The biggest advantage for Tesla, over its electric vehicle rivals, is its Supercharger network. The vast network of fast chargers allows Tesla customers to quickly, easily, and consistently find chargers to charge their EVs up at the fastest speeds available. Not only are Superchargers more readily available than any other charger but they’re also the most intuitive to use; simply plug the car in and walk away. To combat the Supercharger network in the U.S., Volkswagen helped fun the Electrify America network. While a great idea, the implementation of this network hasn’t been as successful as VW likely would have hoped.
If you own any electric car that isn’t a Tesla, you can use the Electrify America network. To be fair, it does work well enough and, even though its network isn’t as vast as Tesla’s, it is growing quickly and will soon reach the size of the Supercharger network. However, the problem with Electrify America lies not in its size but in its implementation. At least for VW and Audi products.
Let’s take a look at the newly released Volkswagen ID.4, a car on which the new Audi Q4 e-tron will be based. During a recent review from Engineering Explained, he showed how much more complicated it is to plug an ID.4 into an Electrify America charger, which is a charger developed by its own brand, than it is to charge a Tesla at a Supercharger.
With a Tesla, you simply plug the car in and it begins charging. With the ID.4, you have to plug-it in, get your phone out, use the Electrify America app to find the exact charger you’re using on the map, click on that charger, then choose which of the cables that you’re using on that charger, swipe to confirm and then it begins charging. Does all of that only take a few seconds? Yes, of course. It’s not hard. However, it is more complicated than any other EV and if brands want to convince typical car customers to switch to EVs, the experience needs to be easier than their current refueling experience.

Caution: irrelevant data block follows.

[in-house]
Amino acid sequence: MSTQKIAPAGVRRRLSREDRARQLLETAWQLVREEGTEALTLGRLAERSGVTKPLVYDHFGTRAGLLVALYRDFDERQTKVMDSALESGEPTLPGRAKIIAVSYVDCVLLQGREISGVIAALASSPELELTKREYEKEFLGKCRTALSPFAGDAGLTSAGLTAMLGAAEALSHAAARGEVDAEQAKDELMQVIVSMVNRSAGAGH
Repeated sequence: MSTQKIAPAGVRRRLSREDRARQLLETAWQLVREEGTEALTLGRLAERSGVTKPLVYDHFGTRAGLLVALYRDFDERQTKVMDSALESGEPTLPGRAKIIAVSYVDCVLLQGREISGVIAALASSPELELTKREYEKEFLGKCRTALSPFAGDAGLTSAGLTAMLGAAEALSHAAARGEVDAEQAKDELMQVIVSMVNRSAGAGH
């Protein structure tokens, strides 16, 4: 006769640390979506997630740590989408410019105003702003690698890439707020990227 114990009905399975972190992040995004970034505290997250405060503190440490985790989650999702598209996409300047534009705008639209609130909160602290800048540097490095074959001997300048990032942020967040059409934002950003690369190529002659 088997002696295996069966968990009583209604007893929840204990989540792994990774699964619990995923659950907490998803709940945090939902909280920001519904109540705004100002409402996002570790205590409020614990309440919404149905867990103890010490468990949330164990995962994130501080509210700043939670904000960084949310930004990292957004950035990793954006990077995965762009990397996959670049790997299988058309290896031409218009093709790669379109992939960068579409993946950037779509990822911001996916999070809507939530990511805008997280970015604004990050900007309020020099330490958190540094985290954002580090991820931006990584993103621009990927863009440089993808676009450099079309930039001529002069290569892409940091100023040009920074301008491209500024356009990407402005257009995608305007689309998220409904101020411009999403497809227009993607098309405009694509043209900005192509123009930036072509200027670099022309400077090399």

What’s odd is that the Ford Mustang Mach E can use the Electrify America network as well and it works the same way Telsas work; simply plug-in and walk away. So the problem isn’t necessarily the network or charger but with the software implementation by Volkswagen.
So if Volkswagen wants to sell the ID.4 properly, it’s going to need to do some software patches to fix that and if Audi wants the Q4 e-tron (or any other future EV) to sell, it’s going to need to fix this before the car even goes on sale.
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